Raniya Ali Al-Matari, B.Pharm., Ph.D.
Research Assistant, College of Pharmacy
2300 4th St NW, Washington, DC 20059
According to the World Health Organization (WHO), medication adherence or taking medication as prescribed by healthcare provider in developing countries are lower (<50%) compared to developed countries, due to the lack of health care resources (1). Medication adherence of immigrant population may still be challenging after relocation to the United States (US) due to limited access to healthcare and acculturation issues (2). There are few studies have been carried out to showing adherence rate among foreign-born persons in the US (3-6), but there is no study that shows the adherence rate among the Ethiopian population in the United States and the factors that predict medication adherence.
Why study medication adherence among persons of Ethiopian descent in the US? 1) Persons of Ethiopian descent are the largest immigrant population and they have documented a high burden of chronic disease (7-12). 2) Persons of Ethiopian descent, face language barriers which can significantly impact their understanding of medication information from providers (10,13,14). 3) Little is known about the adherence rate and the factors that affect it among persons of Ethiopian descent. No translated Simplified Medication Adherence Questionnaire Amharic adherence tool has been developed in the Amharic language which is the predominant language spoken by persons of Ethiopian descent in the US.
A pilot study was conducted to validate the use of an Amharic-Version questionnaire to measure adherence among the Ethiopians in the US (15). This questionnaire was validated using Ethiopian patients with diabetes and their clinical data (A1C) to compare their adherence level. Finally, this questionnaire was used to measure adherence rate among the Ethiopian population with chronic disease and identify the factors that predict adherence. The adherence rate among the Ethiopians with chronic diseases recruited were about 34.0% (16). This number is relatively low to the optimal adherence level which is about 80.0% among persons with chronic disease (17). The low rate of adherence among this population was mainly impacted by similar factors in their home countries, such as holy water, physical activity, unhealthy eating, and education level. Additionally, the most common factor which is also seen in other immigrant population is difficulty in communicating in the English language.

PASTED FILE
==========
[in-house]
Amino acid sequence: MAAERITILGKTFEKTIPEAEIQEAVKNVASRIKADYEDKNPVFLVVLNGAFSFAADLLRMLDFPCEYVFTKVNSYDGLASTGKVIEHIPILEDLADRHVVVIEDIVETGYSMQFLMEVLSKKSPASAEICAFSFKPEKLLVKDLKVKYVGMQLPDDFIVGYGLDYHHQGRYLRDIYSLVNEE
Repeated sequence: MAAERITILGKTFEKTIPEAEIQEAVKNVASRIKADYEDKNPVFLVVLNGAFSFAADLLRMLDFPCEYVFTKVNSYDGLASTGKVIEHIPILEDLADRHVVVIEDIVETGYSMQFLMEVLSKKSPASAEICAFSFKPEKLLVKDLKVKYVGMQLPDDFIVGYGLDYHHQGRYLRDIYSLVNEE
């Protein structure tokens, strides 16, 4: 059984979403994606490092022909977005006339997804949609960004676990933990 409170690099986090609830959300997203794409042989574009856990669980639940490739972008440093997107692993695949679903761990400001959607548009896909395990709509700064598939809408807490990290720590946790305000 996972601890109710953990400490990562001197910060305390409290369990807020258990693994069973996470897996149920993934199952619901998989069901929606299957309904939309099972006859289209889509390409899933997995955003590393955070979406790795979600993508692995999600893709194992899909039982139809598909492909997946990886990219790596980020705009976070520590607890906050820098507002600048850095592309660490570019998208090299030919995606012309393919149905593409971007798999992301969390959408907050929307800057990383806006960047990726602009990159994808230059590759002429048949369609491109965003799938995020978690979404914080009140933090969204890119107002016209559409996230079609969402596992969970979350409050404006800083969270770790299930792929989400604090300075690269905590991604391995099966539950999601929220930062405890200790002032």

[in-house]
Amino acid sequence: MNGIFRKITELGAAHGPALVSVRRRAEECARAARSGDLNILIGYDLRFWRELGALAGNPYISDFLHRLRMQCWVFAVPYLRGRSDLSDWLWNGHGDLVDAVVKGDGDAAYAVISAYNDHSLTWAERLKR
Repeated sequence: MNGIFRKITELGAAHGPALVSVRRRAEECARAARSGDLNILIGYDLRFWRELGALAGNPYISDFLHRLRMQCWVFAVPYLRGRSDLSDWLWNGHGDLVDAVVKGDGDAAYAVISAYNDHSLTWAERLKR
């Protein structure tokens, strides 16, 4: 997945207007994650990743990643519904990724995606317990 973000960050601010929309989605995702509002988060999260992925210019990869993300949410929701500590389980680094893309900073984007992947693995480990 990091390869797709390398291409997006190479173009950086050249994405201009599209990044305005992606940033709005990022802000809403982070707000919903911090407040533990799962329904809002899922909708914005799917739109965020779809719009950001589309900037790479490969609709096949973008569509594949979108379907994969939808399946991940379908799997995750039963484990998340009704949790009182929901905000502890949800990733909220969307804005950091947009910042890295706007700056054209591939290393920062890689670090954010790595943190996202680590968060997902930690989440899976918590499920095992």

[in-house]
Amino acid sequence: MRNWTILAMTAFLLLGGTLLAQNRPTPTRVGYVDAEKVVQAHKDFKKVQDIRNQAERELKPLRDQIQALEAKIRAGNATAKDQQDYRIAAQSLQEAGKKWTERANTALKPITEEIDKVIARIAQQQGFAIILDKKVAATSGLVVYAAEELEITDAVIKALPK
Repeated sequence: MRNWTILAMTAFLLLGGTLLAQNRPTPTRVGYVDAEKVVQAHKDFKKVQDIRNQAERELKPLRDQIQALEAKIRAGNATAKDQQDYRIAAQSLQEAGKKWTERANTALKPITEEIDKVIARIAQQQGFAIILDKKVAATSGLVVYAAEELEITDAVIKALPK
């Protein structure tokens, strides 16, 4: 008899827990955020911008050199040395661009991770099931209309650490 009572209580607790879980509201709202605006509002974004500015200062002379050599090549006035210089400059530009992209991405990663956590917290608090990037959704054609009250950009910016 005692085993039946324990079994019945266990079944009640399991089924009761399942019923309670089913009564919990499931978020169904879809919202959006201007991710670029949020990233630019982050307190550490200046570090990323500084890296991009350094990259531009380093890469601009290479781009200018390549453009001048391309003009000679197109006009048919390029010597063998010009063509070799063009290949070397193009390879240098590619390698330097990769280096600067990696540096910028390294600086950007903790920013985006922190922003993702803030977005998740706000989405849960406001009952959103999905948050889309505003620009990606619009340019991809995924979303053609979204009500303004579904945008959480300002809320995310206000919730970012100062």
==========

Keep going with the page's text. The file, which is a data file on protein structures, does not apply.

Believing in Holy water and spiritual healing: the use of holy water and spiritual healing is a vital part of the Ethiopian community regardless of their practicing faith (Christianity/Islam). They strongly believe that holy water is blessed water that is sent by God and has the power of healing any kind of disease (18). Hence, this belief has shown an impact on their medication-taking behavior in Ethiopia. A recent study done in the USA supports this finding among this population. Majority of an Ethiopian immigrant who did not adhere to medication was due to their belief in holy water and spiritual healing (16).
Difficulty in communicating in English is a way of communicating to understand the instruction given by the healthcare provider in a language that the patient does not understand. Many studies show that foreign-born person in the USA have difficulty in communicating in the English language once they relocate to the US (19-21). In addition, a study done among Ethiopians in the US showed that when a healthcare provider communicates in a language (English) that the patient does not understand, it results in patients not following instructions of medication and understanding the seriousness of the disease which then results to non-adherence to medication (16).
Activity level: plays a great role in the overall health of a person. Ethiopians who are diagnosed with a chronic disease such as diabetes, hypertension, cholesterol, etc., are alerted by their healthcare provider the importance of changing their lifestyle. To become more active to manage their disease. Findings in various studies show that people who are less active have a higher chance of having a negative health outcome (19-22). A similar study done among Ethiopians in the US showed that people who have a low activity level are less cautious about their health outcome and are not adherent to medication (16).
An unhealthy diet is a major contributing factor to any chronic diseases. (19, 20). In the US culture, eating an unhealthy diet is a very common behavior. However, it has also been the situation among foreign-born persons who relocate to the US; due to their busy lifestyle which makes it easier and cheaper to access fast foods. The recent study done among the Ethiopian population showed that those who consume an unhealthy diet do not seem to understand the impact on their health condition and they do not adhere to medication. (16).
Conclusion: The rate of medication adherence among Ethiopians with chronic disease is very low. This low level is caused by the following significant factors which are difficulty in communicating in English, activity level, unhealthy diet, and holy water and spiritual healing. Therefore, it is important for healthcare providers to consider these factors when treating the Ethiopian population for a positive health outcome and a better quality of life.
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